The Pursuit of Happiness and Good Government

Bruce Springsteen’s “Thunder Road” romanticizes the power of the open highway. Listening to a song like this on vinyl is pretty awesome, but listening to a song like this while driving is about as great as Life, Liberty and the Pursuit of Happiness gets.

Although “Thunder Road” was first released in the 1970s, I think being on the road is still a fundamental American experience.

In fact, I don’t think I’m overstating things to suggest that many Americans view saving for their retirement as a burden, whereas they view creating that moment of escape on the road as a calling.

Before you can “roll down the windows and let the wind blow back your hair,” you have to get (or renew) a driver’s license. It shouldn’t be so difficult to do. I always try to plan for a long wait when dealing with bureaucrats, so although I figured I’d spend 30 minutes to an hour at the DMV, I was ready to pass the time patiently.

I was overly optimistic.

The system is broken” is an American refrain that’s heard even more often than “Thunder Road,” and it’s one that is usually applied to the legislative assemblies, the judicial system, and/or the executive branch of government, rather than to how our secretaries and manage their (our) departments.

“The [bureaucratic] system is broken” may be what you’ll feel the next time you go to the DMV.

It took more than three hours to write a test and receive a driver’s license. The first hour was spent standing in line outside the DMV, even though it’s winter. Two hours are spent defrosting inside while waiting to spend: one minute having your photo taken, twenty minutes taking the written test, and nine minutes waiting for the license to be printed.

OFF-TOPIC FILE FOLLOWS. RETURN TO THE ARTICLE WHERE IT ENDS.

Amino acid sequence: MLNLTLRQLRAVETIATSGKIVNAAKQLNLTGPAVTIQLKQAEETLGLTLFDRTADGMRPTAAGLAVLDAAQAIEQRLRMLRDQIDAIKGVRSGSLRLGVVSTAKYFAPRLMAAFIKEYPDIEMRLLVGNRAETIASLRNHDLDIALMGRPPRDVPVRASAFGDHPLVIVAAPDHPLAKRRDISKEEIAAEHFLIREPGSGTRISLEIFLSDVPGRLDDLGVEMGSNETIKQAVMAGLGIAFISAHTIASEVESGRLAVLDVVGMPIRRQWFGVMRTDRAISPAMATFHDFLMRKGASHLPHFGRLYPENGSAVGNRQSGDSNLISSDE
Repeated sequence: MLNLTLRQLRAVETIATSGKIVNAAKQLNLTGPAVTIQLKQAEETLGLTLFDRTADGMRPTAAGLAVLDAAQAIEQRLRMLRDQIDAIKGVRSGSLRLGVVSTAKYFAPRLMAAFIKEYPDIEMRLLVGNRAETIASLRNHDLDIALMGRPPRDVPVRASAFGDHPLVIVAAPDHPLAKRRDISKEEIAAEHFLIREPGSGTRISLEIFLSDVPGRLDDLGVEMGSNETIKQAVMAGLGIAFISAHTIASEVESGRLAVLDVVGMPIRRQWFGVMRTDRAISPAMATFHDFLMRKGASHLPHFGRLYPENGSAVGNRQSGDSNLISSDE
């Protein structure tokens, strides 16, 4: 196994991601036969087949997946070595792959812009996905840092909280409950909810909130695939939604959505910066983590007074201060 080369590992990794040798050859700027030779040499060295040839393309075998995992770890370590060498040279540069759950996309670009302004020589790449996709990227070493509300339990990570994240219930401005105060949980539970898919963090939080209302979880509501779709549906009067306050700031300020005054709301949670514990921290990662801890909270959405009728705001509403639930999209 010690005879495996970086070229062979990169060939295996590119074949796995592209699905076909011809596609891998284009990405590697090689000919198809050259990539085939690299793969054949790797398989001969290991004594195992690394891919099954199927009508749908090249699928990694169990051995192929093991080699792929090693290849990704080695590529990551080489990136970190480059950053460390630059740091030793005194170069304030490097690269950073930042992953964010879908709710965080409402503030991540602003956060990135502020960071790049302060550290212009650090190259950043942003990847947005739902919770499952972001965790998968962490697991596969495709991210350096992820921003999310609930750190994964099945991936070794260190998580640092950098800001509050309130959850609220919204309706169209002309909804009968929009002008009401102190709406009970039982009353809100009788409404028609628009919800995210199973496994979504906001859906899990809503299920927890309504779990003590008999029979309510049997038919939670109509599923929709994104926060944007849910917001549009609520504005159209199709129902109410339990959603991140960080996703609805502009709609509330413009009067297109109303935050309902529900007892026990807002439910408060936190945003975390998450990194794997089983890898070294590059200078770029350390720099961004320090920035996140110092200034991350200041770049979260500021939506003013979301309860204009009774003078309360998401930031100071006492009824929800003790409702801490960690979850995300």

Also, why can’t the DMV be reached using public transportation?

I dislike being critical of a country that has welcomed me. Indeed, this system does still allow for Life, Liberty, and the Pursuit of Happiness.

My perspective is skewed because, in my homeland, the government is expected to provide “peace, order, and good government.” If your citizens (including seniors) are waiting in a line outside in winter so that they can register their vehicles or take a test, you have failed to provide “good government.”

Perhaps I should get over this.

Sure, three and half hours spent in a tiny DMV made me feel caged in.

On the other hand, when I feel caged in, I can always get in my car, hit the highway, and live the American Dream.

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2 Responses to “The Pursuit of Happiness and Good Government”

  1. I’d be inclined to agree with your thoughts on this, Ryan. Most importantly, it’s good to know in this country even if I didn’t, you’d be free to speak your peace, which is one of the few good things America has for it. (Though be prepared for your annoying neighbors and facebook friends to send you totallys slanted and biased press releases relentlessly until you cave to their point of view, lol.) I think having (and voicing, both in this way and by voting) is not only an American privillage but responsilbity. I applaud you for that!

    Please post more of this type perspective. I am always curious how we are viewed from other countries and I don’t believe that any media is particularly unbiased. In many ways I know that we (Americans) don’t know how good we’ve got it, but in many other we fall very short of the mark. I love the other takes on such issues.

    In specific, I’d really love to hear the (formerly) Canadian view on the governements responsibility when it comes to medical care.

    Intrigued… thank you for the post!

    • “In many ways I know that we (Americans) don’t know how good we’ve got it, but in many other we fall very short of the mark.”

      In his book, The Post-American World, Fareed Zakaria discusses how the “decline of America” may be a pessimistic view of what he calls “the rise of the rest.” In other words, as other countries adopt the policies and ideas that America has trail-blazed — and find success with them — it is understandable that they will become increasingly independent of America. The challenge, he suggests, is for America to overcome its geographic isolation and to learn more about the rest of the world.

      Although there is a “freedom to speak,” there is also a powerful movement to conform and to stay silent. I keep that in mind when discussing my experiences as an immigrant.

      So thank you for your invitation to post more on this theme in the future.

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